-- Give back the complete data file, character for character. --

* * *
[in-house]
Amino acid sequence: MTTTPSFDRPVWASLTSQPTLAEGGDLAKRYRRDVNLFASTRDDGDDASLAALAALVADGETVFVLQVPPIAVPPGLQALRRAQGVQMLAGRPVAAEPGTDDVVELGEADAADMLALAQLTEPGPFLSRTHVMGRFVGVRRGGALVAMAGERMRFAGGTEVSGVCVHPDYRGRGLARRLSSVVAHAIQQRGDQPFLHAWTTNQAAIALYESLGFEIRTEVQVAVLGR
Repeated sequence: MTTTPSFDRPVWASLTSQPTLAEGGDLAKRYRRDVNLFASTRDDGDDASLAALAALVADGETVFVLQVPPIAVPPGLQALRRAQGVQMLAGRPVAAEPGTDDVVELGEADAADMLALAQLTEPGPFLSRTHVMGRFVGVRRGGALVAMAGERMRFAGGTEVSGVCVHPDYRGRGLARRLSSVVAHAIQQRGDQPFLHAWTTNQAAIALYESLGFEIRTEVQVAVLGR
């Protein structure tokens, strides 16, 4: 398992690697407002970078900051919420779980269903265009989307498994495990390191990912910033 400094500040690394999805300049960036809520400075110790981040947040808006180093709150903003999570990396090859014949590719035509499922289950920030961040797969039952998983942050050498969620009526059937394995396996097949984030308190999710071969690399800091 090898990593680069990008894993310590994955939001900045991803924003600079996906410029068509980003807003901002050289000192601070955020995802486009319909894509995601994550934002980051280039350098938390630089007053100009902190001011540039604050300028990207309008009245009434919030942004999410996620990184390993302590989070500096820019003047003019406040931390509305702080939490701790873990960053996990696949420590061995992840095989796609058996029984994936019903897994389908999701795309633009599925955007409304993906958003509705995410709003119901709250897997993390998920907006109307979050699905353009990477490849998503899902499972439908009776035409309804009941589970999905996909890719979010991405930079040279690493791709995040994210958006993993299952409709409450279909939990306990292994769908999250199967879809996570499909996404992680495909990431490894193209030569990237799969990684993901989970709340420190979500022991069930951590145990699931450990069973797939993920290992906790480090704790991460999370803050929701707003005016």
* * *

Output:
[in-house]
Amino acid sequence: MTTTPSFDRPVWASLTSQPTLAEGGDLAKRYRRDVNLFASTRDDGDDASLAALAALVADGETVFVLQVPPIAVPPGLQALRRAQGVQMLAGRPVAAEPGTDDVVELGEADAADMLALAQLTEPGPFLSRTHVMGRFVGVRRGGALVAMAGERMRFAGGTEVSGVCVHPDYRGRGLARRLSSVVAHAIQQRGDQPFLHAWTTNQAAIALYESLGFEIRTEVQVAVLGR
Repeated sequence: MTTTPSFDRPVWASLTSQPTLAEGGDLAKRYRRDVNLFASTRDDGDDASLAALAALVADGETVFVLQVPPIAVPPGLQALRRAQGVQMLAGRPVAAEPGTDDVVELGEADAADMLALAQLTEPGPFLSRTHVMGRFVGVRRGGALVAMAGERMRFAGGTEVSGVCVHPDYRGRGLARRLSSVVAHAIQQRGDQPFLHAWTTNQAAIALYESLGFEIRTEVQVAVLGR
């Protein structure tokens, strides 16, 4: 398992690697407002970078900051919420779980269903265009989307498994495990390191990912910033 400094500040690394999805300049960036809520400075110790981040947040808006180093709150903003999570990396090859014949590719035509499922289950920030961040797969039952998983942050050498969620009526059937394995396996097949984030308190999710071969690399800091 090898990593680069990008894993310590994955939001900045991803924003600079996906410029068509980003807003901002050289000192601070955020995802486009319909894509995601994550934002980051280039350098938390630089007053100009902190001011540039604050300028990207309008009245009434919030942004999410996620990184390993302590989070500096820019003047003019406040931390509305702080939490701790873990960053996990696949420590061995992840095989796609058996029984994936019903897994389908999701795309633009599925955007409304993906958003509705995410709003119901709250897997993390998920907006109307979050699905353009990477490849998503899902499972439908009776035409309804009941589970999905996909890719979010991405930079040279690493791709995040994210958006993993299952409709409450279909939990306990292994769908999250199967879809996570499909996404992680495909990431490894193209030569990237799969990684993901989970709340420190979500022991069930951590145990699931450990069973797939993920290992906790480090704790991460999370803050929701707003005016």